Eye on Lithium: What oversupply? CBA analyst says electric vehicle supply chain still screaming for more lithium
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All your ASX lithium news for Tuesday, June 21.
A few weeks back Goldman Sachs, and then Credit Suisse – both well respected investment banks – released reports forecasting imminent oversupply in the lithium space.
Lithium stocks were hammered. In the ensuing weeks, however, industry experts and fellow investment banks have come out to counter these claims.
Among them was Benchmark Mineral Intelligence who gave four reasons why Goldman Sachs is wrong, and why the lithium market will remain in structural shortage until 2025.
And now CBA director mining and energy economist Vivek Dhar has added his forecasts to the debate.
On the conflicting views, Dhar says if you look at other research houses like Wood Mackenzie, they say we’ll need roughly 30-40% more lithium supply by 2030.
“If you look at what you need to hit 1.5 °, you actually jump up your uncommitted new supply by 2030 closer to 150% – so the level of pressure on lithium supply is huge,” he said.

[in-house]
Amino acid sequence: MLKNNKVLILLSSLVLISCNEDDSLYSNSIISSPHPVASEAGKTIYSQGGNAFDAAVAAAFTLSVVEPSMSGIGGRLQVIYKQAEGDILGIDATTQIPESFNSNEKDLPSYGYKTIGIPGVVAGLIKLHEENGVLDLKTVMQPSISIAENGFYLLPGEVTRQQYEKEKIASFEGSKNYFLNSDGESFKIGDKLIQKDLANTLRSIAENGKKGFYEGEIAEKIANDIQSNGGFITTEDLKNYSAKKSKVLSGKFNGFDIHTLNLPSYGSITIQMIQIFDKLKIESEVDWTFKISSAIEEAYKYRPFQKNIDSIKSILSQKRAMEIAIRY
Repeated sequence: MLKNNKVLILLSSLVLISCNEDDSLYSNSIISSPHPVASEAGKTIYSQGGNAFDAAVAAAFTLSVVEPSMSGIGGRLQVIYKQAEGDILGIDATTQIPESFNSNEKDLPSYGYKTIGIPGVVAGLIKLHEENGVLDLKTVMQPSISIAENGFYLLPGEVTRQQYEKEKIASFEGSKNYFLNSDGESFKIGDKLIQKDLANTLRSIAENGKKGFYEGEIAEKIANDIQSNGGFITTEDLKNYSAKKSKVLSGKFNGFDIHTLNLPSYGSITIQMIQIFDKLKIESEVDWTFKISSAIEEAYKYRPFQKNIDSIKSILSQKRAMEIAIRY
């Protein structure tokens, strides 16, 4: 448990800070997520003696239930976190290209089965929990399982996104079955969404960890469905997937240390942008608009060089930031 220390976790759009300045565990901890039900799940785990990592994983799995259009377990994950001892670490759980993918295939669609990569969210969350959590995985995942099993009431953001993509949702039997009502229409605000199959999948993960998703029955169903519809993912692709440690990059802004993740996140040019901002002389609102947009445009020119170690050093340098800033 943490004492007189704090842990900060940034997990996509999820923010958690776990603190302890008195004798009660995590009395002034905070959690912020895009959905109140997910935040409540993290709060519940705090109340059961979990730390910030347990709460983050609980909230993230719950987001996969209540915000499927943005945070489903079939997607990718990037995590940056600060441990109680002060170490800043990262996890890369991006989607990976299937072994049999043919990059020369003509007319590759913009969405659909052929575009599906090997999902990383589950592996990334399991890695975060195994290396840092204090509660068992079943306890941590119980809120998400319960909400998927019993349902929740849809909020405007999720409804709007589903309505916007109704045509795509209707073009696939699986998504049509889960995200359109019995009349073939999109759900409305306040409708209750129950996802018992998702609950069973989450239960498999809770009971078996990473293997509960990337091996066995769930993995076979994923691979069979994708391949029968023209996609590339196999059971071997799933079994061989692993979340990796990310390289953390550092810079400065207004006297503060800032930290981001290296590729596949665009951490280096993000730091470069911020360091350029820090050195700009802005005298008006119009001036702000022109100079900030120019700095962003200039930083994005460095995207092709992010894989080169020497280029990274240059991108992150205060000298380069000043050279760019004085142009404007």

“And to say that we’re going to have a hiccup when the EV supply chain is just screaming for more materials, it’s hard for me to see how that stacks up.”
Dhar pointed to the fact that major EV players like Tesla and BYD have looked at buying upstream, so there’s a link now between downstream and ensuring upstream supply.
“I think that the idea that we’re going to move away from lithium because the demand side falls away is very challenging to see in this environment,” Dhar said.
“Prices are very strong, and it will likely moderate because we’ll hit a point where it just becomes unprofitable, but I think the first thing that will change is the battery chemistries,” Dhar said.
He expects rising lithium prices – along with nickel and cobalt – will be the catalyst to evolve the type of battery chemistries used.
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A total of 57 stocks were in the green today, 44 flatlined and 27 were in the red.
Near term miner Core says it remains on track to ship first spodumene concentrate from the Finniss project in the NT by the end of CY 2022 – subject to the successful ramp-up of the Grants open pit, DMS plant and crusher and no further COVID-19 or weather-related delays.
The company says the mining rate has increased at the Grants Stage 1 open pit – which will be the initial source of ore for the DMS plant until BP33 and other mines are bought online – and construction activities for the DMS plant has commenced.
Core also expects to complete a reserve and resource upgrade for the project in the coming weeks.